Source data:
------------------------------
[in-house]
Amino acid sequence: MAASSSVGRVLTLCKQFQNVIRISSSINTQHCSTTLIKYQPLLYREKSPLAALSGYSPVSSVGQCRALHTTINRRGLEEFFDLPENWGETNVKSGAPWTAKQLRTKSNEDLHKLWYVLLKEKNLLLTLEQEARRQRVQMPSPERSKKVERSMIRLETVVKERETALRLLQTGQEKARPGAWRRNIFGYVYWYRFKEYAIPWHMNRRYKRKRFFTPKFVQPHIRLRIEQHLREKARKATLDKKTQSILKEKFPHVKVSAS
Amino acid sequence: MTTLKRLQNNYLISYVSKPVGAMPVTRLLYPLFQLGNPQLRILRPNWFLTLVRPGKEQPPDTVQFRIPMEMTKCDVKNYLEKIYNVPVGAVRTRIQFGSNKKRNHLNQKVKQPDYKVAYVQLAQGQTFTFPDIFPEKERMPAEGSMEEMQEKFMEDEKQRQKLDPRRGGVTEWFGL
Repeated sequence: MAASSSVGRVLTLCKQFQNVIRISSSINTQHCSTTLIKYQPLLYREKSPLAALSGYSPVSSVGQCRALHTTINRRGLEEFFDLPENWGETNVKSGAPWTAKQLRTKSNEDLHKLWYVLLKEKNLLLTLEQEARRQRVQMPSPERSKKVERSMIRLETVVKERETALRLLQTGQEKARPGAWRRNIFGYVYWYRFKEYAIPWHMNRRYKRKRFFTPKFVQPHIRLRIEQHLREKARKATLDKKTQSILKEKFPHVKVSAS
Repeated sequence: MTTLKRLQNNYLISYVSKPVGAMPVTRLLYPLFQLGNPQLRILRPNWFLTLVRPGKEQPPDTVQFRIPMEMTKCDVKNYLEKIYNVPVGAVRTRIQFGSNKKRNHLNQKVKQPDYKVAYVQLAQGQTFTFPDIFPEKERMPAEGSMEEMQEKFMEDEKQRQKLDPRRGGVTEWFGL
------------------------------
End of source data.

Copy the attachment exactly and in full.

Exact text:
[in-house]
Amino acid sequence: MAASSSVGRVLTLCKQFQNVIRISSSINTQHCSTTLIKYQPLLYREKSPLAALSGYSPVSSVGQCRALHTTINRRGLEEFFDLPENWGETNVKSGAPWTAKQLRTKSNEDLHKLWYVLLKEKNLLLTLEQEARRQRVQMPSPERSKKVERSMIRLETVVKERETALRLLQTGQEKARPGAWRRNIFGYVYWYRFKEYAIPWHMNRRYKRKRFFTPKFVQPHIRLRIEQHLREKARKATLDKKTQSILKEKFPHVKVSAS
Amino acid sequence: MTTLKRLQNNYLISYVSKPVGAMPVTRLLYPLFQLGNPQLRILRPNWFLTLVRPGKEQPPDTVQFRIPMEMTKCDVKNYLEKIYNVPVGAVRTRIQFGSNKKRNHLNQKVKQPDYKVAYVQLAQGQTFTFPDIFPEKERMPAEGSMEEMQEKFMEDEKQRQKLDPRRGGVTEWFGL
Repeated sequence: MAASSSVGRVLTLCKQFQNVIRISSSINTQHCSTTLIKYQPLLYREKSPLAALSGYSPVSSVGQCRALHTTINRRGLEEFFDLPENWGETNVKSGAPWTAKQLRTKSNEDLHKLWYVLLKEKNLLLTLEQEARRQRVQMPSPERSKKVERSMIRLETVVKERETALRLLQTGQEKARPGAWRRNIFGYVYWYRFKEYAIPWHMNRRYKRKRFFTPKFVQPHIRLRIEQHLREKARKATLDKKTQSILKEKFPHVKVSAS
Repeated sequence: MTTLKRLQNNYLISYVSKPVGAMPVTRLLYPLFQLGNPQLRILRPNWFLTLVRPGKEQPPDTVQFRIPMEMTKCDVKNYLEKIYNVPVGAVRTRIQFGSNKKRNHLNQKVKQPDYKVAYVQLAQGQTFTFPDIFPEKERMPAEGSMEEMQEKFMEDEKQRQKLDPRRGGVTEWFGL